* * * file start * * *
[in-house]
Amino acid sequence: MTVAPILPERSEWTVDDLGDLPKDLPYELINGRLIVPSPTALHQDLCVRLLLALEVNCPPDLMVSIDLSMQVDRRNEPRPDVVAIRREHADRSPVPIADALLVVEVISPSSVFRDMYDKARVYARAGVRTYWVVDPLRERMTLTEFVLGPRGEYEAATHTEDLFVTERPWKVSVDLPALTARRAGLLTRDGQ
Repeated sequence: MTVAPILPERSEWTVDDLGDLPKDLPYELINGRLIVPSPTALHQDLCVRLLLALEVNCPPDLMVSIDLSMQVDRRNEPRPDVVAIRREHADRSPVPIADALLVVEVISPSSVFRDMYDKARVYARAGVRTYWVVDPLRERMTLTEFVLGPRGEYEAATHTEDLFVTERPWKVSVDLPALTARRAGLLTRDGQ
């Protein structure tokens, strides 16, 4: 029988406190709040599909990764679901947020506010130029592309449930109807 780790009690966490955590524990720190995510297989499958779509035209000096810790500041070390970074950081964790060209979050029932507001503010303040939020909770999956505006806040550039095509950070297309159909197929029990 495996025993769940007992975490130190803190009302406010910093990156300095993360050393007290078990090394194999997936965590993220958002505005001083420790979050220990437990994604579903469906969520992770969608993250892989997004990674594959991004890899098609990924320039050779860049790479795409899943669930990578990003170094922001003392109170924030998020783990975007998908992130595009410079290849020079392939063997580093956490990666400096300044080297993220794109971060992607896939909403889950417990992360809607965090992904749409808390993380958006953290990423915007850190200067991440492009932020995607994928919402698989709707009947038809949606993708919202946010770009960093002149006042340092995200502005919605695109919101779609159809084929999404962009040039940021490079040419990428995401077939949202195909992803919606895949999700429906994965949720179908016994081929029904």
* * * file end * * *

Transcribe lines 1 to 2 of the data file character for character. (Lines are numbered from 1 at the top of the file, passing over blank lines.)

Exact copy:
[in-house]
Amino acid sequence: MTVAPILPERSEWTVDDLGDLPKDLPYELINGRLIVPSPTALHQDLCVRLLLALEVNCPPDLMVSIDLSMQVDRRNEPRPDVVAIRREHADRSPVPIADALLVVEVISPSSVFRDMYDKARVYARAGVRTYWVVDPLRERMTLTEFVLGPRGEYEAATHTEDLFVTERPWKVSVDLPALTARRAGLLTRDGQ